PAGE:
Thursday, 14 June 2018

General Secretary Election 19

Hi Jim,

Thank you once again for posting my responses and thoughts during this campaign and also finding my video via facebook. I realise not everyone will be supportive of this medium for interaction and that outsiders will also be able to view everything that is written. To be honest I want those employers that Napo members work for to read these jottings as they will be clear about what will happen next if I am successfully elected as your GS and I’m pretty sure that they will be hoping that is not the case, especially those that have had to deal with me across the table previously. 

They will know and understand that when I set deadlines then I am a man of my word and expect a realistic and fair deadline to be achieved. For instance I will not be fobbed off with the continued promise of “future talks on pay”, often with a carrot held on a fishing line just in front of our noses, continually keeping us from the prize but with the promise of “constructive talks shortly once we have ministerial approval”. If trade union leaders have not spotted this annual trick by employers, especially NPS, to avoid addressing the issues then we really are in trouble. 

The senior leaders of any organisation are put there as a ‘buffer’, in NPS’s case they are the ‘buffer’ between you (members) and the minster in charge, and you must step out of the cosy talks mentality believing that these senior leaders are really trying their best to resolve our issues on pay, workloads etc…unfortunately you are playing right into their hands, that is their job, to make you believe they are responsible and listening to your concerns with care and compassion whilst taking their bonuses and bumper salaries annually without fluttering an eyelid.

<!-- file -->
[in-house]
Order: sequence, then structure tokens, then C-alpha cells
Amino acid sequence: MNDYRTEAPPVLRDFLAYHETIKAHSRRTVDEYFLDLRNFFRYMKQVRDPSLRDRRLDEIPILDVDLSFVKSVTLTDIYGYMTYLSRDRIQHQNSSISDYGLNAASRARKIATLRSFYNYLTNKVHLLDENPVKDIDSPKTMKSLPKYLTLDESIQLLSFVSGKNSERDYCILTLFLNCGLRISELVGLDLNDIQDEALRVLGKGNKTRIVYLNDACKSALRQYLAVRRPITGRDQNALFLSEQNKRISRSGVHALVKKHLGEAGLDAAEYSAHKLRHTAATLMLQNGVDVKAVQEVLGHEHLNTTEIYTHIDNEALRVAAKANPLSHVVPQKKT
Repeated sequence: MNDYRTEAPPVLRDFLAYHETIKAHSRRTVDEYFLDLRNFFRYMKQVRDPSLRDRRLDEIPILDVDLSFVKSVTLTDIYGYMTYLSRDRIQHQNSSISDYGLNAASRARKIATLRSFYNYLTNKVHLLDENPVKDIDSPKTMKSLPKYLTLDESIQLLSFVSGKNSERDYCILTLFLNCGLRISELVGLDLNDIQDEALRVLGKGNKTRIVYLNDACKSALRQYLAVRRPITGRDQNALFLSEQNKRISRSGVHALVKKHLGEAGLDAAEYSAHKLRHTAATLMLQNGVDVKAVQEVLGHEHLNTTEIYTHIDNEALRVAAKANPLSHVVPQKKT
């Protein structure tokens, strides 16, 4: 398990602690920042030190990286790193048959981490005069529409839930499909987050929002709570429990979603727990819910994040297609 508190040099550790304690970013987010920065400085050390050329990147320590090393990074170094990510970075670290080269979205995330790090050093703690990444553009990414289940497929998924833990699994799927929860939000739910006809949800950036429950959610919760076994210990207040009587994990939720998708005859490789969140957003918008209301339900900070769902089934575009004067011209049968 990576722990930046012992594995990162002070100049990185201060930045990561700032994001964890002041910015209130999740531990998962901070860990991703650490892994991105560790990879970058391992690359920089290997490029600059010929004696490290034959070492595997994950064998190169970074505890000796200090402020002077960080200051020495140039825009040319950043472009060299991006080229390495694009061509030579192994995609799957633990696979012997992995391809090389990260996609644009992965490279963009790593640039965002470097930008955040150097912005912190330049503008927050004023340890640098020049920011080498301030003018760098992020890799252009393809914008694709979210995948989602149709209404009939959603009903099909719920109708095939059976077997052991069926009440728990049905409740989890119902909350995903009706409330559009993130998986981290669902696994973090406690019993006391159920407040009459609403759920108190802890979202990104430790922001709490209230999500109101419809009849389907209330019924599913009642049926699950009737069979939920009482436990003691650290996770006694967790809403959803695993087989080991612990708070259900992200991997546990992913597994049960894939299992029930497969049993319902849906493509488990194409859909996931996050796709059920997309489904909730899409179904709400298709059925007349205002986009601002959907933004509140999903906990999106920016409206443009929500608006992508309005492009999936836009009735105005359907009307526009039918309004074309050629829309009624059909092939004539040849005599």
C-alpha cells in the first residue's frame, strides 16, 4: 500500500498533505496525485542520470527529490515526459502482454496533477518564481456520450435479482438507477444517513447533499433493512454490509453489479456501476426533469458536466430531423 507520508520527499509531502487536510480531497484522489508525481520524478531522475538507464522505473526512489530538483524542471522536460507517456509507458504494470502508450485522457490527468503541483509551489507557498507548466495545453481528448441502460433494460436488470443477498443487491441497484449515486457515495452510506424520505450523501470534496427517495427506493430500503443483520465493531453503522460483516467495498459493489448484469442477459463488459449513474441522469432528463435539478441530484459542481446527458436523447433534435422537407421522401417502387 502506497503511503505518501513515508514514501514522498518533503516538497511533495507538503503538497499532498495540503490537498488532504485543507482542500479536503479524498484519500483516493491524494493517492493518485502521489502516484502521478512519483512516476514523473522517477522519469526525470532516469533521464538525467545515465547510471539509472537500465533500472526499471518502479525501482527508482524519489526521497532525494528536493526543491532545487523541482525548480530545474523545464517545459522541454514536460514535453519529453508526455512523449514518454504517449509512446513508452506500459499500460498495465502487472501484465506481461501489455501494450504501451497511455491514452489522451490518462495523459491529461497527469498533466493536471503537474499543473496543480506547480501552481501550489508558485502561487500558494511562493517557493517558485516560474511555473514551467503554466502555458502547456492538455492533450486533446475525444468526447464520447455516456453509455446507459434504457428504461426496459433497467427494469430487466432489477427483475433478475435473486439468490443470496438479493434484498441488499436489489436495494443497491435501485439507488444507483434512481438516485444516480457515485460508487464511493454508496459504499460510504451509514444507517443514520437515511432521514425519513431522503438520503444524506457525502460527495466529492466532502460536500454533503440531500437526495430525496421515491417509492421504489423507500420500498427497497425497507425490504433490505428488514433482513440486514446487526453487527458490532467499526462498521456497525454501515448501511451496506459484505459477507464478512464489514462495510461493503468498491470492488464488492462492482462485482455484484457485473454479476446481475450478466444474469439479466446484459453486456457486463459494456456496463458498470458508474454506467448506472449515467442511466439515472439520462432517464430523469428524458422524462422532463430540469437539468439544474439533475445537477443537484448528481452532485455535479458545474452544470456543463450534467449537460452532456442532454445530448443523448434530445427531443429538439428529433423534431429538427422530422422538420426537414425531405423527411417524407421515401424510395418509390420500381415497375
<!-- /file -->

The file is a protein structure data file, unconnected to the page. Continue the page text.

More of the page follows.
My comments on seeking clarity with regards to financial information has been questioned, especially about being able to obtain information from Napo with regards to the General Secretary remuneration package and some have suggested that I have shown my inexperience or made an error as only a public body need to respond to such requests and that I am somehow not paying attention to detail. 

I would urge those who believe this to perhaps spend a little more time reading TULCRA 1992, the legislation that applies to trade unions in the UK. If you read TULCRA you will realise that Trade Unions have statutory duties to supply financial information to members annually, explicitly with regards to remuneration packages of General Secretaries, and upon request must allow members sight of financial information. Please see extracts from TULCRA below to assist those members better in understanding;

30 Right of access to accounting records.

(1) A member of a trade union has a right to request access to any accounting records of the union which are available for inspection and relate to periods including a time when he was a member of the union.
In the case of records relating to a branch or section of the union, it is immaterial whether he was a member of that branch or section.

(2) Where such access is requested the union shall—

(a) make arrangements with the member for him to be allowed to inspect the records requested before the end of the period of twenty-eight days beginning with the day the request was made,
(b) allow him and any accountant accompanying him for the purpose to inspect the records at the time and place arranged, and
(c) secure that at the time of the inspection he is allowed to take, or is supplied with, any copies of, or of extracts from, records inspected by him which he requires.

(3) The inspection shall be at a reasonable hour and at the place where the records are normally kept, unless the parties to the arrangements agree otherwise.

(4) An “accountant” means a person who is eligible for appointment as a [F1 statutory auditor under Part 42 of the Companies Act 2006].